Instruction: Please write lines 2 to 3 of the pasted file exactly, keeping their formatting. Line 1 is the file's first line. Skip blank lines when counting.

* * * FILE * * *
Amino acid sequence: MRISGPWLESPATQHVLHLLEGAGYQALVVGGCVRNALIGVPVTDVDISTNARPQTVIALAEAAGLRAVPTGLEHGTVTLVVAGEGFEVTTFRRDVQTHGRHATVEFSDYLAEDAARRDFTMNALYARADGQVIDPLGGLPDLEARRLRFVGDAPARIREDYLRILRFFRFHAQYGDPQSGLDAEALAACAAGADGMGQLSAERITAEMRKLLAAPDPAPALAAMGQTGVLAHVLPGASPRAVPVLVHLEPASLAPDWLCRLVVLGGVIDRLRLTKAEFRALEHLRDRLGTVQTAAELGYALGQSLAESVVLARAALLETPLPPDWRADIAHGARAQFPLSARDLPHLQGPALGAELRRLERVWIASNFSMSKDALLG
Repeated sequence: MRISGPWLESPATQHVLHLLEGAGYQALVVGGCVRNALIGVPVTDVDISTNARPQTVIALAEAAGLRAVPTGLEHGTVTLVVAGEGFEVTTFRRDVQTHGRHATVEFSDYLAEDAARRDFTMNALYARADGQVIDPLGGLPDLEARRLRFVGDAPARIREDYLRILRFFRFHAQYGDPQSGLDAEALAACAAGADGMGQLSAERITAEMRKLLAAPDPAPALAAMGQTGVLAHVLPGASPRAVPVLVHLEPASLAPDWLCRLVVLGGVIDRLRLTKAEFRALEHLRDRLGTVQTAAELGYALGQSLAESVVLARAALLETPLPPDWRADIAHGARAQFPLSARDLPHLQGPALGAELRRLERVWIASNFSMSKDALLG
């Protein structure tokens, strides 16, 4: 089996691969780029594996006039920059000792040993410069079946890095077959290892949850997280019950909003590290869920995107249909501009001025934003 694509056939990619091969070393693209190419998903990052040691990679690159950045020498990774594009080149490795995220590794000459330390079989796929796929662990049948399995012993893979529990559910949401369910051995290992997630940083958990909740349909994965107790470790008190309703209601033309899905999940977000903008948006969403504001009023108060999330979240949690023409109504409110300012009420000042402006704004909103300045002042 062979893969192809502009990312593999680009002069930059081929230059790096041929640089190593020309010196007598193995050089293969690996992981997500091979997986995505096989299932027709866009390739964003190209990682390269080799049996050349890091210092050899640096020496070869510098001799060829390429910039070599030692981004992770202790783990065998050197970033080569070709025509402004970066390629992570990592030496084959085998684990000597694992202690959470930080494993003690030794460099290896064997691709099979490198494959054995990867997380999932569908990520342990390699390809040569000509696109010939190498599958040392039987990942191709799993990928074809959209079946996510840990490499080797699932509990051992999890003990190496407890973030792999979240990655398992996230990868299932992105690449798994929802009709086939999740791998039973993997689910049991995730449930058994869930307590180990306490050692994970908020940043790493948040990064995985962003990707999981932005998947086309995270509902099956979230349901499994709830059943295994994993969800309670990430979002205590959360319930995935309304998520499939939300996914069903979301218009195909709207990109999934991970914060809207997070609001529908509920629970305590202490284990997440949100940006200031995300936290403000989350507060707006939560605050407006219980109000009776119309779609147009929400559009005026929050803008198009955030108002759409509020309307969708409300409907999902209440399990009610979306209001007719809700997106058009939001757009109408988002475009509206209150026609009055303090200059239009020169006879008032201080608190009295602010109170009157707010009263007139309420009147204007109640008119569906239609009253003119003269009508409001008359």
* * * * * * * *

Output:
Repeated sequence: MRISGPWLESPATQHVLHLLEGAGYQALVVGGCVRNALIGVPVTDVDISTNARPQTVIALAEAAGLRAVPTGLEHGTVTLVVAGEGFEVTTFRRDVQTHGRHATVEFSDYLAEDAARRDFTMNALYARADGQVIDPLGGLPDLEARRLRFVGDAPARIREDYLRILRFFRFHAQYGDPQSGLDAEALAACAAGADGMGQLSAERITAEMRKLLAAPDPAPALAAMGQTGVLAHVLPGASPRAVPVLVHLEPASLAPDWLCRLVVLGGVIDRLRLTKAEFRALEHLRDRLGTVQTAAELGYALGQSLAESVVLARAALLETPLPPDWRADIAHGARAQFPLSARDLPHLQGPALGAELRRLERVWIASNFSMSKDALLG
């Protein structure tokens, strides 16, 4: 089996691969780029594996006039920059000792040993410069079946890095077959290892949850997280019950909003590290869920995107249909501009001025934003 694509056939990619091969070393693209190419998903990052040691990679690159950045020498990774594009080149490795995220590794000459330390079989796929796929662990049948399995012993893979529990559910949401369910051995290992997630940083958990909740349909994965107790470790008190309703209601033309899905999940977000903008948006969403504001009023108060999330979240949690023409109504409110300012009420000042402006704004909103300045002042 062979893969192809502009990312593999680009002069930059081929230059790096041929640089190593020309010196007598193995050089293969690996992981997500091979997986995505096989299932027709866009390739964003190209990682390269080799049996050349890091210092050899640096020496070869510098001799060829390429910039070599030692981004992770202790783990065998050197970033080569070709025509402004970066390629992570990592030496084959085998684990000597694992202690959470930080494993003690030794460099290896064997691709099979490198494959054995990867997380999932569908990520342990390699390809040569000509696109010939190498599958040392039987990942191709799993990928074809959209079946996510840990490499080797699932509990051992999890003990190496407890973030792999979240990655398992996230990868299932992105690449798994929802009709086939999740791998039973993997689910049991995730449930058994869930307590180990306490050692994970908020940043790493948040990064995985962003990707999981932005998947086309995270509902099956979230349901499994709830059943295994994993969800309670990430979002205590959360319930995935309304998520499939939300996914069903979301218009195909709207990109999934991970914060809207997070609001529908509920629970305590202490284990997440949100940006200031995300936290403000989350507060707006939560605050407006219980109000009776119309779609147009929400559009005026929050803008198009955030108002759409509020309307969708409300409907999902209440399990009610979306209001007719809700997106058009939001757009109408988002475009509206209150026609009055303090200059239009020169006879008032201080608190009295602010109170009157707010009263007139309420009147204007109640008119569906239609009253003119003269009508409001008359």